In recent years, there has been rapid development of the literature linking climate change and armed conflicts. Although no conclusionary evidence has been found of a direct link between climate change and armed conflicts, still climate change has been addressed as an important trigger, exacerbating underlying social, economic and institutional conditions and thus resulting in higher risk and magnitude of violent activities. In this context, while more research is needed to further disentangle how climatic changes combine with socio-economic and institutional elements to induce conflicts, an important pathway to be explored is the role that building resilience can play in preventing and/or breaking the negative relationship between climate change and violent activity. In this context, resilience refers to the capacity of a system to come back to its original conditions after a shock and relies on the combination of socioeconomic, institutional and technological dimensions. In our paper we provide empirical evidence on the role played by resilience-building investments in attenuating the emergence of armed conflicts as a consequence of climate-related anomalies and natural disasters.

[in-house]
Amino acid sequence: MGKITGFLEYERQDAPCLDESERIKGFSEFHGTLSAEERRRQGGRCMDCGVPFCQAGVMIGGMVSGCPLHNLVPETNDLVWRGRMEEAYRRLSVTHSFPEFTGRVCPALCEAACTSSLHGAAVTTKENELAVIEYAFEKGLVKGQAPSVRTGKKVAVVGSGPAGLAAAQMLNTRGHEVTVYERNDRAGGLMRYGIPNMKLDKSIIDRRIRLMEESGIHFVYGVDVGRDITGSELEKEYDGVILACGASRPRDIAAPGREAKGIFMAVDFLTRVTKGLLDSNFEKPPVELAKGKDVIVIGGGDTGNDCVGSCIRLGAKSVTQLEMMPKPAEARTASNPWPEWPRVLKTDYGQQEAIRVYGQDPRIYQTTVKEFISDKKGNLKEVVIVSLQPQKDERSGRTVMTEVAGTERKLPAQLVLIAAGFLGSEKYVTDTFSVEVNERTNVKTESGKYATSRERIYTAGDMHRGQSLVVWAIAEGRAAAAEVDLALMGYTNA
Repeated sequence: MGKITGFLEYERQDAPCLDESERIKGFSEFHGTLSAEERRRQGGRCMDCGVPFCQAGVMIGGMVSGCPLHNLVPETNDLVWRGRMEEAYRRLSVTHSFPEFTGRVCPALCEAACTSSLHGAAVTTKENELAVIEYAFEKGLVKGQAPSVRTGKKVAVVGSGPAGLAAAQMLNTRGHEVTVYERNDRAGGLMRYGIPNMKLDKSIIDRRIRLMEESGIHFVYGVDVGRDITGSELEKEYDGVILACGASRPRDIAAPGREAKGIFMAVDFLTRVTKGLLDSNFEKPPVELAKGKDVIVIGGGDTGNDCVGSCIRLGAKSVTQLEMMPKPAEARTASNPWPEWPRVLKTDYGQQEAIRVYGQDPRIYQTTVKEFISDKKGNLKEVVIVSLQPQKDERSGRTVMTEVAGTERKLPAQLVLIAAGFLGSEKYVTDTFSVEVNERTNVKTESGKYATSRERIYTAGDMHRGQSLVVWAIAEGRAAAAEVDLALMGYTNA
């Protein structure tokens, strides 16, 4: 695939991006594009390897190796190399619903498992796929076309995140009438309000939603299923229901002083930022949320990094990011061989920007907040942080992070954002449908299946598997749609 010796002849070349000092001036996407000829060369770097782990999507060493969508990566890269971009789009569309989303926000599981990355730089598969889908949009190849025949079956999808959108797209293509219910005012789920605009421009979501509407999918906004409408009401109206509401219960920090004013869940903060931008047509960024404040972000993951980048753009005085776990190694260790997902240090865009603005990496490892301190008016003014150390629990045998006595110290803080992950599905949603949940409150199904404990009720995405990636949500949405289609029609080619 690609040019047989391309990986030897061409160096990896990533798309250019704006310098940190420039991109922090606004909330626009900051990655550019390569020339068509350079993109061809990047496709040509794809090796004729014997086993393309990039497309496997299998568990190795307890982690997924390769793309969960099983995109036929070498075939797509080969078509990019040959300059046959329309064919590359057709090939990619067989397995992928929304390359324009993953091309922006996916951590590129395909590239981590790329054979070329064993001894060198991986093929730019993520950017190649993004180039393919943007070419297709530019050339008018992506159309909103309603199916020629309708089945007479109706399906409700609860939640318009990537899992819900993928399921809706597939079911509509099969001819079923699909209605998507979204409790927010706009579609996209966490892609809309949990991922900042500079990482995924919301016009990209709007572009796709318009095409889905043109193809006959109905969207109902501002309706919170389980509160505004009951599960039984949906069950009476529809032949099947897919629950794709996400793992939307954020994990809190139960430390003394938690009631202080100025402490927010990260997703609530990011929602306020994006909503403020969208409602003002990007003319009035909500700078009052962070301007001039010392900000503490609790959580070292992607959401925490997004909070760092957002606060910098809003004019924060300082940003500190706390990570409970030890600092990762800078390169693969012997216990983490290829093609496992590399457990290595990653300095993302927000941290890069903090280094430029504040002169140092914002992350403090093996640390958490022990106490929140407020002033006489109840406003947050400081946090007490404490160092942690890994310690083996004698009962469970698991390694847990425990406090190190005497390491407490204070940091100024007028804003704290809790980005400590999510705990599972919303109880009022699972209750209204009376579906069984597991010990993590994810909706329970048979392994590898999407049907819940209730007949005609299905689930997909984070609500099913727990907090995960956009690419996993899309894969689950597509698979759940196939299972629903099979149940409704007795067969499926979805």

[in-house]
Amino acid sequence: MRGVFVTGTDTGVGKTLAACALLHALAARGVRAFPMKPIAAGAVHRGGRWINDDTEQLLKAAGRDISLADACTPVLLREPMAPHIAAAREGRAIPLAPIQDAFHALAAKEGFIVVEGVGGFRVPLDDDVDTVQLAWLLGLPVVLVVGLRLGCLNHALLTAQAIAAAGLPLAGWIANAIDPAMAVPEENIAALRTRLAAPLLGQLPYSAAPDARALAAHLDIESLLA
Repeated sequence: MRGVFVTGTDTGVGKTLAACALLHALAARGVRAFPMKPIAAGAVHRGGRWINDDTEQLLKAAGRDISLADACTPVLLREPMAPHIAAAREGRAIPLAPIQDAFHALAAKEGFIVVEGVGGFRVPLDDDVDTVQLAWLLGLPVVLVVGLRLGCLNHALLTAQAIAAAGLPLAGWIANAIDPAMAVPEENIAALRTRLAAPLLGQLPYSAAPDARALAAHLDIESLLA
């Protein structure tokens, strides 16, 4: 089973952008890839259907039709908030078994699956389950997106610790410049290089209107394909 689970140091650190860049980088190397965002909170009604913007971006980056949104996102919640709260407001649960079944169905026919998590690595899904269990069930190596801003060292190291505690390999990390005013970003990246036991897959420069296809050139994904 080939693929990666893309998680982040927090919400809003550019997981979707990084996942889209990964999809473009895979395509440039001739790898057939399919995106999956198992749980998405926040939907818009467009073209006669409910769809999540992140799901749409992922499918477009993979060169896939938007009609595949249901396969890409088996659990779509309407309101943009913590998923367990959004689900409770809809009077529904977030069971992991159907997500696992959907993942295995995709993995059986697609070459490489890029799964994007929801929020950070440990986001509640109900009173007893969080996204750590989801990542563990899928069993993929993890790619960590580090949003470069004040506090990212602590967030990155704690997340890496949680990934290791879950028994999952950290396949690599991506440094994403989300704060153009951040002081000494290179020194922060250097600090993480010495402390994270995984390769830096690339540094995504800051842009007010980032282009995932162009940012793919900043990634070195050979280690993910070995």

Suggested citation: M. D’Angeli, L. Campbell, G. Marin, X. E. Paglialunga, (2022), ‘Climate Change, Armed Conflicts and Resilience’, Nota di Lavoro 04.2022, Milano, Italy: Fondazione Eni Enrico Mattei